What is the business problem?

Since a few years I am also part of an editor team (together with @dnlkntt, @Lalitbhamare,@dirkmeissner) for a testing related XING News page.

We posts testing news, interesting blog posts, conference CfP, etc.

As with other social media outlets, we use a preview of the news to show it upfront to the user. This teaser is an important trigger for users to click on an article.

This preview is generated by social media tags included in the page source of a website.

Quite often I come across blogs, which don’t include these, which results in a preview like this.

Here is an example of the visual difference:

Social media tags missing and present
Social media tags missing and present

And even in the image on the right side I could have done a better job and choose a better preview image. 🙂

The less attractive and informative an information is (sic!), the less likely it is, that users will click on it and get to the valuable information.


What is the technical problem of social media tags?

Different social media outlets use different tags and formats, so to have a good reach, the writer needs to consider them.

Twitter is using their own tags (twitter cards), while Facebook and other media use the OpenGraph tags (there might be others, but so far these seems the most common ones).

Twitter: “With Twitter Cards, you can attach rich photos, videos and media experiences to Tweets, helping to drive traffic to your website.”
(Technical information)

Facebook: “We want all websites– and in particular news sites, magazines, blogs, and other media sites– to easily reach their existing fans and grow their fan base.”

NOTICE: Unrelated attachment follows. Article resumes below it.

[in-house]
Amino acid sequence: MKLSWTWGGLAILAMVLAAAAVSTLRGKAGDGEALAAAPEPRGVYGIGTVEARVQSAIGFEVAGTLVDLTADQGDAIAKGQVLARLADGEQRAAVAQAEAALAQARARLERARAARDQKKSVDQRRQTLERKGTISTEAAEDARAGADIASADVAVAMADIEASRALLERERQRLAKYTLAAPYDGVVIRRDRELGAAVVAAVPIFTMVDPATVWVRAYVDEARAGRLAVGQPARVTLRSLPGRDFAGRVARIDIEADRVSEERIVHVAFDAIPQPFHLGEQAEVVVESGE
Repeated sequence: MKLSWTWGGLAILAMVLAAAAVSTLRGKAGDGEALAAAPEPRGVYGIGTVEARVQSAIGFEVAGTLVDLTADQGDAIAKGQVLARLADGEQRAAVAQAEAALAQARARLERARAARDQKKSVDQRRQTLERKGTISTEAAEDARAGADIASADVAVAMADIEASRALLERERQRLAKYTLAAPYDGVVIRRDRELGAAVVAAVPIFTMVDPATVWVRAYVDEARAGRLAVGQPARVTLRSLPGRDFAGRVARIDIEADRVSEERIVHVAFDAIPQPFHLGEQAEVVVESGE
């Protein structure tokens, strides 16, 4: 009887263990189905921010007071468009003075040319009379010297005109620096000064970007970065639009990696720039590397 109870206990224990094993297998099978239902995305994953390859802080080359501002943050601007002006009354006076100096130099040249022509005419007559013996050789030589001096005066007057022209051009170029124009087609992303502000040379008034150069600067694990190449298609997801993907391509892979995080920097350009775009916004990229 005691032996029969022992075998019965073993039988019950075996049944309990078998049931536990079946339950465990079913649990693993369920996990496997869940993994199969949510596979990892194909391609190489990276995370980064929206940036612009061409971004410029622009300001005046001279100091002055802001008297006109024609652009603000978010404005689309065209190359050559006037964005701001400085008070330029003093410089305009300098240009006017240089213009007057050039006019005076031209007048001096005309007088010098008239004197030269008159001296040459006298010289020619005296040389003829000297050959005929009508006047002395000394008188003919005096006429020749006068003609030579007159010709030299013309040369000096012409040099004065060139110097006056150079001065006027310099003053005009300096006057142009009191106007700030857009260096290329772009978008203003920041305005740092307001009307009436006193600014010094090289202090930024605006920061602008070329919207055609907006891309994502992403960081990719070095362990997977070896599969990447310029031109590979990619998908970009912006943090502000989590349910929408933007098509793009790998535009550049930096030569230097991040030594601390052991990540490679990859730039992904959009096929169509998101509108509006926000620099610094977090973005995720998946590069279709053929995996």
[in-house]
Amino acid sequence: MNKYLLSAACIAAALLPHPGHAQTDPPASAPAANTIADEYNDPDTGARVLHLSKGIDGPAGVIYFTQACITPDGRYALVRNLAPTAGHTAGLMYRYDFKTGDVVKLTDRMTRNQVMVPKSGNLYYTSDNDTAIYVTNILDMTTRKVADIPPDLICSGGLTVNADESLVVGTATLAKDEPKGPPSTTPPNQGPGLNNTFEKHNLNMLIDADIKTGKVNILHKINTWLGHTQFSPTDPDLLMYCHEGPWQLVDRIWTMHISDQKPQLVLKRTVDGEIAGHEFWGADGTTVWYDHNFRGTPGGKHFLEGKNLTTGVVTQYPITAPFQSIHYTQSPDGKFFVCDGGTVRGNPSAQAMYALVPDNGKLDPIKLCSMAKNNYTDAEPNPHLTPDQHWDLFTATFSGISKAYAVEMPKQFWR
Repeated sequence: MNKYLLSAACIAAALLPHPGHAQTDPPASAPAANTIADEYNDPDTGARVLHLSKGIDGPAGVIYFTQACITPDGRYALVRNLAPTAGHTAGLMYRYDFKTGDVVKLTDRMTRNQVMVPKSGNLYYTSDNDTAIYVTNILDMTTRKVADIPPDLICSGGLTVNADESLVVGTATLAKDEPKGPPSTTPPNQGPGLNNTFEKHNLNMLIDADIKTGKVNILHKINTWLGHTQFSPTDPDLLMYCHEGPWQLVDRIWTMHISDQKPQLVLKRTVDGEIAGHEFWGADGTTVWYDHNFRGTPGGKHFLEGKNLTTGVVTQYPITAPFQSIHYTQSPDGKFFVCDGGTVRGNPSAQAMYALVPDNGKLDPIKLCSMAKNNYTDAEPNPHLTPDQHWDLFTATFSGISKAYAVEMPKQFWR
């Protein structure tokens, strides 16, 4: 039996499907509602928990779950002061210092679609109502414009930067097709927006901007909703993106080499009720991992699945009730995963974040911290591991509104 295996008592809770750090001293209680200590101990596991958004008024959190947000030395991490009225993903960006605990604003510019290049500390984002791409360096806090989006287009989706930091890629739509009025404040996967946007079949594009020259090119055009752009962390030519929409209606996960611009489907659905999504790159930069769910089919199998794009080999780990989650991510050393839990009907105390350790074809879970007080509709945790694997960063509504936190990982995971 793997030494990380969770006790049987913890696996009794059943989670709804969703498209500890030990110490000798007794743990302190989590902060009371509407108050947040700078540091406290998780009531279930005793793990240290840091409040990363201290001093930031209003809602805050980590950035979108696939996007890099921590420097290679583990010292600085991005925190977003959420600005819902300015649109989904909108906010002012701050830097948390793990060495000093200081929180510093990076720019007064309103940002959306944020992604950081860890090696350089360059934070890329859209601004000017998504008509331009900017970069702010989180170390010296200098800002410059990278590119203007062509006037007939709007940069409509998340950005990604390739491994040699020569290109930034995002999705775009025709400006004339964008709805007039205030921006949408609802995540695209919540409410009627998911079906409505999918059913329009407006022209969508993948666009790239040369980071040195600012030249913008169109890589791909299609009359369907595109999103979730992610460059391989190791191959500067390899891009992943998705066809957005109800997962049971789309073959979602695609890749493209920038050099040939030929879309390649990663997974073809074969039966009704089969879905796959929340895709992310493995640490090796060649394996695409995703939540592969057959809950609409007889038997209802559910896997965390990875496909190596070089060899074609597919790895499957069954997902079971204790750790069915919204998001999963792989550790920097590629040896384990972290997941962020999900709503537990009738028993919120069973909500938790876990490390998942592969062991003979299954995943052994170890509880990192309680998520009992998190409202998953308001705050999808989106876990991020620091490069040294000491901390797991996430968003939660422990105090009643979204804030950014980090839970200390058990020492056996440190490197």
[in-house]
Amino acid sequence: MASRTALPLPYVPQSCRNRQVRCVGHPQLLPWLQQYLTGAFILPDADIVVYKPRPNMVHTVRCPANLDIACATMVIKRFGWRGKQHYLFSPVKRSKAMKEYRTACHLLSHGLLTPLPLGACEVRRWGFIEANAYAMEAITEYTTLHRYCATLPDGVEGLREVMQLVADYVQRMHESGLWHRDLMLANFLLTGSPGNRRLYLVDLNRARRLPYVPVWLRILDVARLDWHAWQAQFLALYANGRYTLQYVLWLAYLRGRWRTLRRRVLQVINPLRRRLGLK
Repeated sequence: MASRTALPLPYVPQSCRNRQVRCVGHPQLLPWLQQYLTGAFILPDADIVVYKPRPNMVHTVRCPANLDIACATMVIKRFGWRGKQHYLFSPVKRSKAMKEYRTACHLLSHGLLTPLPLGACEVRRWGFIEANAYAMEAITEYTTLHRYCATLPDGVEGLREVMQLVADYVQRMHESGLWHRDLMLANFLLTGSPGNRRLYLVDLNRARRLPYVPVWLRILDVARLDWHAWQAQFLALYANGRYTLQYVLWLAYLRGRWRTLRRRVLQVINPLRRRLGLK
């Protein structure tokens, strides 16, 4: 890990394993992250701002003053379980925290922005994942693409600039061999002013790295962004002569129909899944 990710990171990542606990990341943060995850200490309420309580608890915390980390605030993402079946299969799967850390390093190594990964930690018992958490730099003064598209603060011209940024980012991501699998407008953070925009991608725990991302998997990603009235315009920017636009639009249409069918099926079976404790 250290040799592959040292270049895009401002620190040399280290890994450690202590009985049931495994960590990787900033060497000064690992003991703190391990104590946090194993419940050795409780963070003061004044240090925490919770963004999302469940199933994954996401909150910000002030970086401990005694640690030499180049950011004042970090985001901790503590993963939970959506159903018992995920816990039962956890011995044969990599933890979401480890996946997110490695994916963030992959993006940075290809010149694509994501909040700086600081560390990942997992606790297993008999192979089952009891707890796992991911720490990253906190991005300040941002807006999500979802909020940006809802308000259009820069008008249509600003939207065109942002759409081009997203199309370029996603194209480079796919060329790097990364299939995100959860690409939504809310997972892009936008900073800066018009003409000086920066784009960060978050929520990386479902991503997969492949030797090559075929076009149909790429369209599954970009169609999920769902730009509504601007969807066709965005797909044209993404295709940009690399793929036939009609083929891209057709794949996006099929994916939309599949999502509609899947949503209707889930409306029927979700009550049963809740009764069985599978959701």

(Technical information)

XING : (Technical information)


What is the (a) solution?

Use the social media tags which is used by the social media, where your audience is most likely to be found.

Depending on the tool you use to write, there might be different ways to include them.

For example, on WordPress there are plugins, from “Yeast SEO” and “Open Graph” to dedicated “Twitter”, which all provide the functionality.

What if you have a blog post, where there is no image?
You can set a default image, maybe from your start page or somewhere different.


Back to Testing
Now that you know some more background of these meta tags, you can also use that knowledge to test them in your products, when you are sharing to social media.

There are even tools outside, which can give you a quick insight, without the need to crawl through the page source.

OpenGraph: Just paste the URL of the article into OpenGraphCheck to see, which tags are present.

Twitter Card: Just paste the URL of the article into Card Validator to see, which tags are present.

Facbeook: Just paste the URL of the article into Dev Tool to see, which tags are present.


Toolkit for Test competitions

As part of our talk at the Nordic Testing Days 2016 about “Bake your own STWC (Software Testing World Cup)”, we presented a checklist for the different roles involved in a testing competition.

If you plan to participate or organize a testing competition, this can be a guideline, what to consider and keep an eye.


  • Build a team
  • Find your way
  • Know your tools
  • Practice
  • Keep up to date


  • Event size (company vs. global)
  • Framework (team size, timebox, restrictions)
  • Infrastructure (online vs. Offline, chat vs. room)
  • Gamification/recognition
  • „Supporters“, people who like that idea and assist
  • Don’t restrict, where it is not needed.
  • Have fun and take away learnings for yourself.
  • Feedback! Actively look for feedback. Adjust on it.


  • Time investment
  • Discuss & define the judging criteria
  • Ask for feedback, discuss in group
  • Be neutral
  • Avoid conflict of interest

Supporter / Sponsors

  • Money
  • Rooms
  • SUT (Software under Test)

Social Engineering leichtgemacht oder die Geschichte des abgehackten Kopfes

Es kommt ja häufig vor, das man Gesprächsfetzen in der U-Bahn mitbekommt.

Meistens sind diese belanglos oder so „anonymisiert“, das man keine Namen oder Firmen heraushört.

Heute morgen in der Hamburger U-Bahn war das leider nicht so.